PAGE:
As piercing of the face, ears, and just about anywhere becomes more popular, shopping for jewelry for ourselves or as gifts for others may be more confusing. One surefire way to be certain you’re shopping for the right kind of jewelry for a piercing? By knowing the name and location of popular body piercings and what jewelry can be worn there. And like always, we’re here to help with a quick reference guide and study session. Today we’ll cover oral piercings!
An oral piercing is a piercing done anywhere inside the mouth. These piercings are often tricky to buy for because sizing is not only a factor, but materials as well, especially for piercings done through the sensitive connective tissues of the inner lip. There are a few basic mouth piercings that everyone should know before setting out to shop for someone who’s pierced. They are: the tongue piercing, the tongue web piercing, the vampire, and the smiley piercing.
The term “tongue piercing” is applied to the simple vertical piercing of the tongue itself, including many variations of multiples that may have their own names when placed in particular patterns.
Tongue web piercing (also called a Marley) is a piercing of the frenulum linguae, the “web” of connective tissue underneath the tongue that attaches it to the lower gum plate. This piercing is most often worn as a small curved barbell or ball captive ring, because curved shapes lend themselves better to this area of the mouth than straight barbells.
Piercing through the connective tissue at the sides of the upper lip (above the canines) is called a vampire piercing. This is most often done on both sides for a symmetrical and truly vampire imitating effect, although as with any other piercing it may also be done on one side only. When the upper lip frenulum at center underneath the cupid’s bow is pierced, it’s called a smiley.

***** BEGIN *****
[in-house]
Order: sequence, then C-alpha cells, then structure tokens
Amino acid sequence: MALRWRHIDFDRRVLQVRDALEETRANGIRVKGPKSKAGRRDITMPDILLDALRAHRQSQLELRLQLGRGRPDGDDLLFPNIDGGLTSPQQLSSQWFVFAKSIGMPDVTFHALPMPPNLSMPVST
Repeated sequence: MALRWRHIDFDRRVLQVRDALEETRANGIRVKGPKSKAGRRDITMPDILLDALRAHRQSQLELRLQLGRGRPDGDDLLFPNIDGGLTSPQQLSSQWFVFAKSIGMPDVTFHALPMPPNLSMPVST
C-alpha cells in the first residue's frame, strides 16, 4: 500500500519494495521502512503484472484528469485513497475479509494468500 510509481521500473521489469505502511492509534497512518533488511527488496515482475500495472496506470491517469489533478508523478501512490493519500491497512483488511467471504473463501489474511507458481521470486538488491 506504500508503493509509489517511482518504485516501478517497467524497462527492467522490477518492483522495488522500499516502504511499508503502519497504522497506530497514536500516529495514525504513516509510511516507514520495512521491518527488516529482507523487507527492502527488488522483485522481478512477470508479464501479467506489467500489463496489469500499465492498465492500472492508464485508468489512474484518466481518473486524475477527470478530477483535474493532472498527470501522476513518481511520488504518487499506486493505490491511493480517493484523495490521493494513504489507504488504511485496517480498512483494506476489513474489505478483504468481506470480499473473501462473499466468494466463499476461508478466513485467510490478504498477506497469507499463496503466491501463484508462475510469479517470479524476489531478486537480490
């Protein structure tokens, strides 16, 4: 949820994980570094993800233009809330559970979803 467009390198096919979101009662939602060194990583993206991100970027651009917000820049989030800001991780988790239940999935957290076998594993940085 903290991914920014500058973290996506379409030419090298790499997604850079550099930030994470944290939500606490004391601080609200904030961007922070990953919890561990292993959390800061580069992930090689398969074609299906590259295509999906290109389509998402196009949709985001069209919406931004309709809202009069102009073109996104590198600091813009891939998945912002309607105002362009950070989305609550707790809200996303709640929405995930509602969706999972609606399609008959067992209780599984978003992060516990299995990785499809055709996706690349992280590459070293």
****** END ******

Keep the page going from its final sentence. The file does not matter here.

Due to the danger of eroding the gums or damaging the teeth themselves or the enamel, all piercings inside the mouth must be pierced by an experienced piercer and cared for industriously while healing. Because oral piercings require constant cleaning from contact with smoke, food, soda, and anything else that enters the mouth, aftercare products make great gifts for those with any oral piercing less than six months old.
For the most part, jewelry worn inside the mouth is of a smaller gauge because of the delicateness and size of the tissues being pierced. This means that most web and frenulum piercings will be done in a 16 gauge and require circular jewelry of only 6 to 8 millimeters in diameter. Some of the best materials for these types of piercings are those that are lightweight, non-metallic, and biocompatible, such as bioplast or bio-flex. These materials will be less likely to reject because they are hypoallergenic, slightly flexible, and very lightweight. They are also less apt to wear down the gums or cause irritation to any of the tissues inside the mouth.
Tongue rings are generally slightly larger at a 14 gauge, and are far enough from the gum line that metals and decorative tips will normally not cause any damage or present a problem.
Some of the less common oral piercings include the frownie (done at the bottom lip’s center opposite of a smiley), the dental piercing (in which a tooth is actually drilled to accommodate a fitted gem), and the dermal gum piercing.